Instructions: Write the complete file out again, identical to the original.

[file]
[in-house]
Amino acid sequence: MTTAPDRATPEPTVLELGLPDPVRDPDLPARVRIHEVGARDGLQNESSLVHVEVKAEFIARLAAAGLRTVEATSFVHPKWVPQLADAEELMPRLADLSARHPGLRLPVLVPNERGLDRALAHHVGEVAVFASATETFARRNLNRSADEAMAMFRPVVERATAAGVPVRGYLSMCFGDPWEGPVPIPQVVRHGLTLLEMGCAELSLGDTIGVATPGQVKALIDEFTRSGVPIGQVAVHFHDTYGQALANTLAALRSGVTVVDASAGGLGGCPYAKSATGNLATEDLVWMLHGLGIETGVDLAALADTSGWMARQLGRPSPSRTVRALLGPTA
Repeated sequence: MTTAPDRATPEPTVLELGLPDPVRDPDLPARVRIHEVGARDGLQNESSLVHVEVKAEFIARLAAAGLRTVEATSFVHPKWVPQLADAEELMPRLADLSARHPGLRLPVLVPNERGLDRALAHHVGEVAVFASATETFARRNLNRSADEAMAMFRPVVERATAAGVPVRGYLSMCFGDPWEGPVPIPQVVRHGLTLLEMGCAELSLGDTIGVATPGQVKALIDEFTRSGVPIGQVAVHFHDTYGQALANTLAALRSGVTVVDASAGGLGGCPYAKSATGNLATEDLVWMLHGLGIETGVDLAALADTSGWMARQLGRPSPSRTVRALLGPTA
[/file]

[in-house]
Amino acid sequence: MTTAPDRATPEPTVLELGLPDPVRDPDLPARVRIHEVGARDGLQNESSLVHVEVKAEFIARLAAAGLRTVEATSFVHPKWVPQLADAEELMPRLADLSARHPGLRLPVLVPNERGLDRALAHHVGEVAVFASATETFARRNLNRSADEAMAMFRPVVERATAAGVPVRGYLSMCFGDPWEGPVPIPQVVRHGLTLLEMGCAELSLGDTIGVATPGQVKALIDEFTRSGVPIGQVAVHFHDTYGQALANTLAALRSGVTVVDASAGGLGGCPYAKSATGNLATEDLVWMLHGLGIETGVDLAALADTSGWMARQLGRPSPSRTVRALLGPTA
Repeated sequence: MTTAPDRATPEPTVLELGLPDPVRDPDLPARVRIHEVGARDGLQNESSLVHVEVKAEFIARLAAAGLRTVEATSFVHPKWVPQLADAEELMPRLADLSARHPGLRLPVLVPNERGLDRALAHHVGEVAVFASATETFARRNLNRSADEAMAMFRPVVERATAAGVPVRGYLSMCFGDPWEGPVPIPQVVRHGLTLLEMGCAELSLGDTIGVATPGQVKALIDEFTRSGVPIGQVAVHFHDTYGQALANTLAALRSGVTVVDASAGGLGGCPYAKSATGNLATEDLVWMLHGLGIETGVDLAALADTSGWMARQLGRPSPSRTVRALLGPTA